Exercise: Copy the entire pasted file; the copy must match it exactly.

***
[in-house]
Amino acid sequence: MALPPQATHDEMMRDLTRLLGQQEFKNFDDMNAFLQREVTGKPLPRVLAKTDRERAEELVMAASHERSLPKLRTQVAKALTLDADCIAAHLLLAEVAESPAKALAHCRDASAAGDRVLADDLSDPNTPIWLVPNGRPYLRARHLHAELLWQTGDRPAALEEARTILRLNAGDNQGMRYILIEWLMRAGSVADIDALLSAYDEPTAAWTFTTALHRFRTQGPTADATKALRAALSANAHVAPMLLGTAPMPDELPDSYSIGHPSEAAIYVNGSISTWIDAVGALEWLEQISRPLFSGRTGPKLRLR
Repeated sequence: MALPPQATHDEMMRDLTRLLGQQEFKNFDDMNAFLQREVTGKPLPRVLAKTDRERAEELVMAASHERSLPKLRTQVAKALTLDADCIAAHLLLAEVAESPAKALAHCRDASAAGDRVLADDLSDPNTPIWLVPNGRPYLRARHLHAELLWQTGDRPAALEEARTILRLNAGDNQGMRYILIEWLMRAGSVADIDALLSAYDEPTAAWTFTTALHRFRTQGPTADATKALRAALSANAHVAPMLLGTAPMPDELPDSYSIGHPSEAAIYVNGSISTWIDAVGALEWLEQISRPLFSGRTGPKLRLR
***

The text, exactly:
[in-house]
Amino acid sequence: MALPPQATHDEMMRDLTRLLGQQEFKNFDDMNAFLQREVTGKPLPRVLAKTDRERAEELVMAASHERSLPKLRTQVAKALTLDADCIAAHLLLAEVAESPAKALAHCRDASAAGDRVLADDLSDPNTPIWLVPNGRPYLRARHLHAELLWQTGDRPAALEEARTILRLNAGDNQGMRYILIEWLMRAGSVADIDALLSAYDEPTAAWTFTTALHRFRTQGPTADATKALRAALSANAHVAPMLLGTAPMPDELPDSYSIGHPSEAAIYVNGSISTWIDAVGALEWLEQISRPLFSGRTGPKLRLR
Repeated sequence: MALPPQATHDEMMRDLTRLLGQQEFKNFDDMNAFLQREVTGKPLPRVLAKTDRERAEELVMAASHERSLPKLRTQVAKALTLDADCIAAHLLLAEVAESPAKALAHCRDASAAGDRVLADDLSDPNTPIWLVPNGRPYLRARHLHAELLWQTGDRPAALEEARTILRLNAGDNQGMRYILIEWLMRAGSVADIDALLSAYDEPTAAWTFTTALHRFRTQGPTADATKALRAALSANAHVAPMLLGTAPMPDELPDSYSIGHPSEAAIYVNGSISTWIDAVGALEWLEQISRPLFSGRTGPKLRLR